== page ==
Be Careful What You Plan For
The best plans for when you're freaking out.
Posted March 29, 2010
If you read my last blog post, you'll know that I am a big fan of planning. If-then planning, in particular, is a really powerful way to help you achieve any goal. Well over 100 studies, on everything from diet and exercise to negotiation and time management, have shown that deciding in advance when and where you will take steps to reach your goal (e.g., "If I am hungry and want a snack, then I will choose a healthy option like fruit or veggies,") can double or triple your chances for success. But once you've decided to make an if-then plan, the next thing you need to do is figure out what goes in it. And it turns out that some plans suit each of us better than others.
Imagine for a moment that you are preparing for an upcoming exam, knowing that you are the kind of person who tends to break into a cold sweat at the sight of one of those oval-filled answer sheets or a #2 pencil. You have what psychologists call "high test anxiety," and it's a real problem for you, because being anxious during an exam makes you easily distractible and less able to focus on answering the questions. So, having read my last blog post, you decide to make an if-then plan for dealing with your problem. "If I am getting distracted during the exam, then I will......" What? What should you do? Should you plan to increase your efforts and focus on the task at hand (the exam), or should you plan to ignore the distraction?
Those two options may sound similar to you, but from a psychological perspective, they actually aren't. One plan emphasizes how you should approach the task, (by working even harder on the exam) and the other emphasizes how you should deal with the distraction (by ignoring it). If instead your goal were eating better to lose weight, it would be the difference between planning what you would eat more of (fruits and vegetables) or planning what you would avoid eating (temptations like candies and junk food).
You might think that both kinds of plans would get the job done equally well for anyone, but that's not the case. A recent study by Peter Gollwitzer, Gabriele Oettingen, and Elizabeth Parks-Stamm shows just how important it is for each of us to tailor the plans we create to our own personality. If, for instance, you are someone who is highly anxious, you need to choose your plan wisely.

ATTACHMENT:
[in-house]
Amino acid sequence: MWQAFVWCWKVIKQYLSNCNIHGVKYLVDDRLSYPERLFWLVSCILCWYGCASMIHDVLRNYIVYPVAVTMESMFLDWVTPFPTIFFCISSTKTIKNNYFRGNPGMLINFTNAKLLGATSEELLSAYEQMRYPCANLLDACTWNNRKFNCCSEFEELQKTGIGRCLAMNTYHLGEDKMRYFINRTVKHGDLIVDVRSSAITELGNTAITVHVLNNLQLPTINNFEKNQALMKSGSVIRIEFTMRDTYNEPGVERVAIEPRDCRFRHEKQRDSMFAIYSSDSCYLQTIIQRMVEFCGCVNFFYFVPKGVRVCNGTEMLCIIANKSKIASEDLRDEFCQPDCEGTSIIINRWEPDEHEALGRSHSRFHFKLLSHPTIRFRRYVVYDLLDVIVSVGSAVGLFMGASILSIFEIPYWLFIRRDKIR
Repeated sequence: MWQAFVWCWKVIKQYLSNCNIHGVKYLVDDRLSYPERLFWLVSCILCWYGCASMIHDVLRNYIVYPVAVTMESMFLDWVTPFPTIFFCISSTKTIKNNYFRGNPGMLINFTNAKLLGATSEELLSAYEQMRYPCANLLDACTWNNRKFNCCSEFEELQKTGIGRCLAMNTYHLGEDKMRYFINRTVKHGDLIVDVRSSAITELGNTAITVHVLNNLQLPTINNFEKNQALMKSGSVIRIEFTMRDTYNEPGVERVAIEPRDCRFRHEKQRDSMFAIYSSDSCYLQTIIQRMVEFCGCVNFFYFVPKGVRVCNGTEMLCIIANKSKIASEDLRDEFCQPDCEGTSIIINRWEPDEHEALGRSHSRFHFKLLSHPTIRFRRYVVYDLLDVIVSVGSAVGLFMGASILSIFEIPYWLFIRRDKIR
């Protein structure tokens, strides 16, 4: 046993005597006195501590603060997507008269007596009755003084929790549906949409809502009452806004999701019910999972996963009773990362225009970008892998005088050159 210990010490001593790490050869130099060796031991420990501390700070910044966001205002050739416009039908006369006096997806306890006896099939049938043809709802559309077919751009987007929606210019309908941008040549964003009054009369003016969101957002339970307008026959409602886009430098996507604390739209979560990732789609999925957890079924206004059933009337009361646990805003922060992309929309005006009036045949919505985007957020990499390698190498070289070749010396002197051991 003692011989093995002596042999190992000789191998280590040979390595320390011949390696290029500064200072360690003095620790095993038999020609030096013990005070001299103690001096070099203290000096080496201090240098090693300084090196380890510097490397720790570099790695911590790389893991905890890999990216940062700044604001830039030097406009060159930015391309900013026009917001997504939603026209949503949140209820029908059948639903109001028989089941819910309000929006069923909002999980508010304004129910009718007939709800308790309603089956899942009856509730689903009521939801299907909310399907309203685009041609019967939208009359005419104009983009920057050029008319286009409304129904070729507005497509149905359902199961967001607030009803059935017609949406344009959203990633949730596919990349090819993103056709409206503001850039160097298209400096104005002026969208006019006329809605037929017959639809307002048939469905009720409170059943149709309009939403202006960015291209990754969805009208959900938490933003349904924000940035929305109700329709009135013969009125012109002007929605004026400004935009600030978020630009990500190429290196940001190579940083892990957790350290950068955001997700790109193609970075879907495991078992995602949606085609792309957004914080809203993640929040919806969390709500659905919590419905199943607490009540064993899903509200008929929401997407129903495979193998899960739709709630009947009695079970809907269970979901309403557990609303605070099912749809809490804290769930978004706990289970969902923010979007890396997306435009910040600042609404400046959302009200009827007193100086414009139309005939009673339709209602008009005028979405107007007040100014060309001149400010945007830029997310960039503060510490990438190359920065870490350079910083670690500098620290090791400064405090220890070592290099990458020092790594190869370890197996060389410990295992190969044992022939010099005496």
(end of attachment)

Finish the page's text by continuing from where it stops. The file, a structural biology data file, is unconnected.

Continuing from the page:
In their study, the researchers began by asking each participant (NYU students) to indicate how much they suffered from test anxiety. Next, the students were told that they would be taking a very difficult math exam, where each multi-step problem required considerable memory and focus. Entertaining commercials would play on a portion of the students' computer screen, and they were told to try to ignore the commercials and concentrate instead on solving as many math problems as possible.
Before beginning, each participant made one of two types of if-then plans: ones that emphasized focusing on the math task ("If I hear or see the commercials, then I will increase my efforts on the math task!"), or ones that emphasized ignoring the distractions ("If I hear or see the commercials, then I will ignore them!")
Parks-Stamm, Gollwitzer, and Oettingen found that the more anxious the student was about test-taking, the more effective the distraction-avoiding plans were, and the less effective the task-focused plans were. In fact, among high-anxiety students, those who planned to ignore the distraction solved nearly 50% more problems (78 vs. 54) than those who planned to focus even more on the test!
So when you're feeling anxious about reaching a goal, think about what stands in your way. Then, try making if-then plans to prepare yourself for the obstacles, distractions, and temptations that might derail you. Creating plans that focus on what could go wrong can be the best way to keep it from happening in the first place.
E. Parks-Stamm, P. Gollwitzer, & G. Oettingen (2009) Implementation intentions and test anxiety: Shielding academic performance from distraction. Learning and Individual Differences, 20, 30-33.